Police departments across the nation already have a problem recruiting minorities, especially from the African American community. According to a 2019 Police Executive Research Forum study, localities are not only having a difficult time recruiting officers, fewer young people today have an interest in policing, and in many cases, law enforcement officers are leaving the policing profession well before they reach retirement age. Defunding their budgets will only exasperate this problem.
Lastly, defunding the police could reduce employee benefits that address emotional resiliency and other mental health issues that can lead to Post Traumatic Stress. The need for professional therapy and counseling and a critical incident stress management system is vital to help maintain quality of life for both the officer and his or her family. Due to continued exposure to high risk, high stress, high volatile situations on a daily basis, the profession is considered hazardous. According to various rankings like CNBC and TIME Magazine, law enforcement is always ranked in the top five for most stressful jobs in America.
So, you may be asking. What do we do to stop police brutality and address the need for police reform? We need real criminal justice reform that is focused on improving public safety and making the system fairer. The law enforcement community, as a whole, must work with legislators to reevaluate tactics and training. Law enforcement captains and leaders should evaluate whether their officers have empathy for the community they are sworn to protect. Localities should also perform better oversight of police departments.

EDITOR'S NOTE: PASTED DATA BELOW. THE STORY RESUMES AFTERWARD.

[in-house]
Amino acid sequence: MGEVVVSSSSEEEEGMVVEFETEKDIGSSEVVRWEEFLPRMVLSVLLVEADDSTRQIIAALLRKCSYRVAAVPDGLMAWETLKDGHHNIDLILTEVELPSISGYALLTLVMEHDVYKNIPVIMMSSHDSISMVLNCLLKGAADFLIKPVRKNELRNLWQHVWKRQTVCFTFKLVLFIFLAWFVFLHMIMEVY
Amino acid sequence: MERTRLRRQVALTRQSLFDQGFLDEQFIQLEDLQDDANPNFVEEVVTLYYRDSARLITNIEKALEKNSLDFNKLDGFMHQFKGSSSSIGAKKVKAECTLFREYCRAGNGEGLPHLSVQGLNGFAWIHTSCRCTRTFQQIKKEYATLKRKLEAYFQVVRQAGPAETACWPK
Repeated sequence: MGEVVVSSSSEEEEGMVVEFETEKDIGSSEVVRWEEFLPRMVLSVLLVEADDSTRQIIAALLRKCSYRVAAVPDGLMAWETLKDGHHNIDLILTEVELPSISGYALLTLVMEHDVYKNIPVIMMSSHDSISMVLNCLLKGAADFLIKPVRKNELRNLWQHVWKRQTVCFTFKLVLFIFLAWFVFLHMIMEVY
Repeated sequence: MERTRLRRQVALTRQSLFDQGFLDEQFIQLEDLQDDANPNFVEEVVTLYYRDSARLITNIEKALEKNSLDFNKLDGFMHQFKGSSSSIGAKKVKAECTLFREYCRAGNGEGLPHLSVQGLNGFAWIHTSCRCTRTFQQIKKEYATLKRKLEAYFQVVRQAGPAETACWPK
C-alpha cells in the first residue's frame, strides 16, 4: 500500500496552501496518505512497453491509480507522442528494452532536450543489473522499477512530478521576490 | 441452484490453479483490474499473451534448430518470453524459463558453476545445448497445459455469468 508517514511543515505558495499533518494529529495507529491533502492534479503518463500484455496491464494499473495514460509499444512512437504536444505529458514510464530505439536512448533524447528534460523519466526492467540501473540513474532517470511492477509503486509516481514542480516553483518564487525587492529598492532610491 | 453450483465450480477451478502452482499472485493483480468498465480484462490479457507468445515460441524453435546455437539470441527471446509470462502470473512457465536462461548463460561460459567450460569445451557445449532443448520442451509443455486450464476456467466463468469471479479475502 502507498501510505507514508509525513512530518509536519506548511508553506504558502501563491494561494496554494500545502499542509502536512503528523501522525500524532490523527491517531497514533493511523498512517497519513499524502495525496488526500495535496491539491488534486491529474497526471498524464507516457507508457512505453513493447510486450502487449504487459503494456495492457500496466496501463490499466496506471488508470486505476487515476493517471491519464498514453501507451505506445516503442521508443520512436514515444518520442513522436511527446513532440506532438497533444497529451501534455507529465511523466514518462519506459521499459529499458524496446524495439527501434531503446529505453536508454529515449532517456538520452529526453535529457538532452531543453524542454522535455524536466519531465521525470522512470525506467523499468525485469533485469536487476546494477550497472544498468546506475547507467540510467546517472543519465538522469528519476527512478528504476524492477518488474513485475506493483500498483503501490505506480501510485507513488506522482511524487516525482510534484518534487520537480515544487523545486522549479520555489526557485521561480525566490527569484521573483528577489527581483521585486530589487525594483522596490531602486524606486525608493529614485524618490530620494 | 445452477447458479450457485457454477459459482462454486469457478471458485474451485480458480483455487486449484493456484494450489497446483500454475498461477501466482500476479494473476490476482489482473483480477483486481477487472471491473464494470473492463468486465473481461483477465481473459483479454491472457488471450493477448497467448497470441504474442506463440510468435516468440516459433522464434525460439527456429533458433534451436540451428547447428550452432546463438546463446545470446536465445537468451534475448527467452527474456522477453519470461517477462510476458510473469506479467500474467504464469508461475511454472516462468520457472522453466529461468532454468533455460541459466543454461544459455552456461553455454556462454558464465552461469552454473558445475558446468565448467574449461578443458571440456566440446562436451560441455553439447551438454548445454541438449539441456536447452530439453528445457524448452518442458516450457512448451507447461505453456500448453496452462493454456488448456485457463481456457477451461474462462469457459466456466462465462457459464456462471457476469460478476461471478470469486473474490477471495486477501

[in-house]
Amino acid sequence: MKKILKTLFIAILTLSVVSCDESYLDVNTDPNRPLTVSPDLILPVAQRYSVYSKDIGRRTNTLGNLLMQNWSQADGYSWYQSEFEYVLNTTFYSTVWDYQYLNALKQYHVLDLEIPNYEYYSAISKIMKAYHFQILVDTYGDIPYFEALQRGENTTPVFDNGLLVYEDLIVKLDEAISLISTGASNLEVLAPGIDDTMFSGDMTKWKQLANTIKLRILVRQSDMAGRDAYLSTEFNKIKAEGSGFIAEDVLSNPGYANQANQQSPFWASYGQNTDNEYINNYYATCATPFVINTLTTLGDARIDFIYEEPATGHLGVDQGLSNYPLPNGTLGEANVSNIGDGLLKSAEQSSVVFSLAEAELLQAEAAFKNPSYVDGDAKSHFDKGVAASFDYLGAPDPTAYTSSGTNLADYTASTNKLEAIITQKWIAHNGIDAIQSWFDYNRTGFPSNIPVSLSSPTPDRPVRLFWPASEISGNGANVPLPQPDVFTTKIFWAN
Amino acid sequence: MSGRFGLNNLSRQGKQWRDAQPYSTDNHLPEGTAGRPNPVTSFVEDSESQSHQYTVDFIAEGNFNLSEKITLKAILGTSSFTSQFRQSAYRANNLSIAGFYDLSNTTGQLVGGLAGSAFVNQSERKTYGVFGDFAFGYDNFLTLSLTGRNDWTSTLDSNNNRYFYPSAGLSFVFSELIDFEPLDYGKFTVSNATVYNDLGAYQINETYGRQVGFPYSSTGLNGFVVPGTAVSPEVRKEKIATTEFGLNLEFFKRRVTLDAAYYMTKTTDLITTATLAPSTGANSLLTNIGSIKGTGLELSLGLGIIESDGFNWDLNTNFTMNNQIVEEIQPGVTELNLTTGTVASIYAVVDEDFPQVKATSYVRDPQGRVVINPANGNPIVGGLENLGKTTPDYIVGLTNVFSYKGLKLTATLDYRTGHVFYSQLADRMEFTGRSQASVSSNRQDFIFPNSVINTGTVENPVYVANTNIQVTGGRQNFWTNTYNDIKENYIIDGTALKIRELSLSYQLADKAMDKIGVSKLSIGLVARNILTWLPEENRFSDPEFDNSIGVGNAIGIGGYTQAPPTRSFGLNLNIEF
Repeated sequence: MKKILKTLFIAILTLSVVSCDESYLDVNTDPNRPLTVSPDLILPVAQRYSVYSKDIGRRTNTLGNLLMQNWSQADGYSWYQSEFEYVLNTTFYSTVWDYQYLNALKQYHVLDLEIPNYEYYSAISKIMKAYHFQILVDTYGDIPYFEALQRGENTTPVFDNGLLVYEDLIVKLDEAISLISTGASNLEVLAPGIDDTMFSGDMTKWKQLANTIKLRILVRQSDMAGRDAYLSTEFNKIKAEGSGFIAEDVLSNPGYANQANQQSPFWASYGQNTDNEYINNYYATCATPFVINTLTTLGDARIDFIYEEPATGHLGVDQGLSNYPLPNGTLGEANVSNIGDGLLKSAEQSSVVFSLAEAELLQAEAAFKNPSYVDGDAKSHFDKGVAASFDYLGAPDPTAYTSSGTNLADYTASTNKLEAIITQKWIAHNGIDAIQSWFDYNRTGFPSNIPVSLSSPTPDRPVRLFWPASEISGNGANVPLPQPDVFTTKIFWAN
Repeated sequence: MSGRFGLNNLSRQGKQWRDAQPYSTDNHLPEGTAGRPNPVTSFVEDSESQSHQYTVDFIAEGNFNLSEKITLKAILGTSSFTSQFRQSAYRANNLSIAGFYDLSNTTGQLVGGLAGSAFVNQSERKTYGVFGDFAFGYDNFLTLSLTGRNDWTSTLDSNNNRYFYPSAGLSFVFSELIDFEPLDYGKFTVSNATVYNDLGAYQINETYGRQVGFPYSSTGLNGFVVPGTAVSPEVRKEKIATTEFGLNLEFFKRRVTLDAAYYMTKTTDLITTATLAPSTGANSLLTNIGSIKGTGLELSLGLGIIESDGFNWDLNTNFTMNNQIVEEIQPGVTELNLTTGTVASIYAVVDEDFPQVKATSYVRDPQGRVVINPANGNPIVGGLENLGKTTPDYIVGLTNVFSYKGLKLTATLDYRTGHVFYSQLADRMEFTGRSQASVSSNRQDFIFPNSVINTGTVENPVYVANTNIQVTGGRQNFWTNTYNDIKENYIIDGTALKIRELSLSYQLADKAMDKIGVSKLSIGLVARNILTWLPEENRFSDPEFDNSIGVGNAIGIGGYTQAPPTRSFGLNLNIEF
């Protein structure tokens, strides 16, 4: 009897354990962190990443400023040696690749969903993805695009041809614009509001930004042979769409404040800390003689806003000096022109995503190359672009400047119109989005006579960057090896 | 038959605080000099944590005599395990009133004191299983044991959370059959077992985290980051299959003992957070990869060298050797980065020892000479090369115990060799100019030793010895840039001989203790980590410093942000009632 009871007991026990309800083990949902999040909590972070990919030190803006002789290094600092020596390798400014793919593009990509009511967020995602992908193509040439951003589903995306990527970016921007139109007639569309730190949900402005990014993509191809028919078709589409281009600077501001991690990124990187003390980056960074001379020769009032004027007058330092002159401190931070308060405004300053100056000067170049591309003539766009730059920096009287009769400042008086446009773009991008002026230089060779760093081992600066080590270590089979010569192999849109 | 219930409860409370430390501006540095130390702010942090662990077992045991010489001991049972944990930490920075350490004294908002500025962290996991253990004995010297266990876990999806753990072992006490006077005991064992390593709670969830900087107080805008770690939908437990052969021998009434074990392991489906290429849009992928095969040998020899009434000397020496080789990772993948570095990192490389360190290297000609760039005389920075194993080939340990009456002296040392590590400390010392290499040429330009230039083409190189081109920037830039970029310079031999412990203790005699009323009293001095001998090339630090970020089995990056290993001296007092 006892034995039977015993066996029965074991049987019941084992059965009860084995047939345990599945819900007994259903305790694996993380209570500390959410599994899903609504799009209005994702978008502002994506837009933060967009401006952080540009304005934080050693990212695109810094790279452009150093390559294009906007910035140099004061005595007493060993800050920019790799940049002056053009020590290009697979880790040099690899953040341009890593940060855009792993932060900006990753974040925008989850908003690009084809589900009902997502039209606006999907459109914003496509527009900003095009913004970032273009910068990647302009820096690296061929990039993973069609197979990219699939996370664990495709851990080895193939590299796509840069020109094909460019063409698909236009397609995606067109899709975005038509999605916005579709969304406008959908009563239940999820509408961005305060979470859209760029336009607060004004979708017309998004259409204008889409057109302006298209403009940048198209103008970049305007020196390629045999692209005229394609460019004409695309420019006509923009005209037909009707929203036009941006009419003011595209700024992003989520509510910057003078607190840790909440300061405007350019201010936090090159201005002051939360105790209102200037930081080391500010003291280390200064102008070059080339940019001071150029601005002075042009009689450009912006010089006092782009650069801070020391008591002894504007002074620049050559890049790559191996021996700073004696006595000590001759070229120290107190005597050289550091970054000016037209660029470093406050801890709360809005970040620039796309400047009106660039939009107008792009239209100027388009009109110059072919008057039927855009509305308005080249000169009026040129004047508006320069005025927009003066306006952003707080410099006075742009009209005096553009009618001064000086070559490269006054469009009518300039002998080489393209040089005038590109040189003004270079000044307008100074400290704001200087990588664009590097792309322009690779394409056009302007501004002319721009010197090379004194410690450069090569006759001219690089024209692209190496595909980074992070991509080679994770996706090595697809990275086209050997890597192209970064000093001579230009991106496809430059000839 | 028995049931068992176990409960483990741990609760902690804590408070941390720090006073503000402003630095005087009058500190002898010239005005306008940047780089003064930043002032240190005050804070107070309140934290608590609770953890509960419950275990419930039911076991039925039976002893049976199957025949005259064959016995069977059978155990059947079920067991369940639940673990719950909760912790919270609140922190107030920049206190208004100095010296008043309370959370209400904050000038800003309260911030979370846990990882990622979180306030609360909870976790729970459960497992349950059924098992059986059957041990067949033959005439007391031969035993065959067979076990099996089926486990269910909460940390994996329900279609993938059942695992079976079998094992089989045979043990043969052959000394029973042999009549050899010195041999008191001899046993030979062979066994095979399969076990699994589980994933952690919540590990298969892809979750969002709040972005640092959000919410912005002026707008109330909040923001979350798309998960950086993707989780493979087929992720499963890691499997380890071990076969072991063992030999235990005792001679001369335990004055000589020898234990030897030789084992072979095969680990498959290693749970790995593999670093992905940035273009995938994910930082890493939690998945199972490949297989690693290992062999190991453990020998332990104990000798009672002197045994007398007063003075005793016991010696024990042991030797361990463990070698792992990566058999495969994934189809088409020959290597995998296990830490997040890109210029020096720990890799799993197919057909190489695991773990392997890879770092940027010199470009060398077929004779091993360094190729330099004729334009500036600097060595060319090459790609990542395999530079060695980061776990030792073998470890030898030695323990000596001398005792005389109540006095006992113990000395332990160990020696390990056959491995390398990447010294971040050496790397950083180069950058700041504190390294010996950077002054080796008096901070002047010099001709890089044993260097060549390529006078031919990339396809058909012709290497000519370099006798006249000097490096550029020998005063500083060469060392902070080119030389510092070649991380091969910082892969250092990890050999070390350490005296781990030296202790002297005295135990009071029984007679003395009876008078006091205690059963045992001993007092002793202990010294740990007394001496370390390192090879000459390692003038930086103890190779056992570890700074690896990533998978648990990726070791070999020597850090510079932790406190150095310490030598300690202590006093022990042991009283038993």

In 2015, a Federal Task Force on 21st Century Policing, created by President Barack Obama, issued various recommendations to improve policing, including the utilization of best practice methodology for police tactics and techniques. Defunding the police was not part of their recommendations.
Another important factor that must also be addressed is the legal doctrine known as qualified immunity, which has been used to shield police officers from allegations of misconduct. There are various bills at the federal and state level that would reform the use and standard for qualified immunity defense in a lawsuit; we believe these ideas deserve a vigorous debate in legislatures and communities across the nation.
Dialogue about this important topic must continue. The overwhelming majority of police are good and decent people who should not be stereotyped as bad cops. But lives lost at the hand of the government is a grave injustice that must end. One life is one too many.
There are many reforms that we must debate, study, and analyze. However, defunding the police should not be one of them.
D.J. Jordan is a former candidate for the 31st House of Delegates District, and former Chair of the Virginia State Board of Social Services. Scott Martin is a 26-year professional law enforcement officer. D.J. is a Republican while Scott is a Democrat and they both live in Prince William County.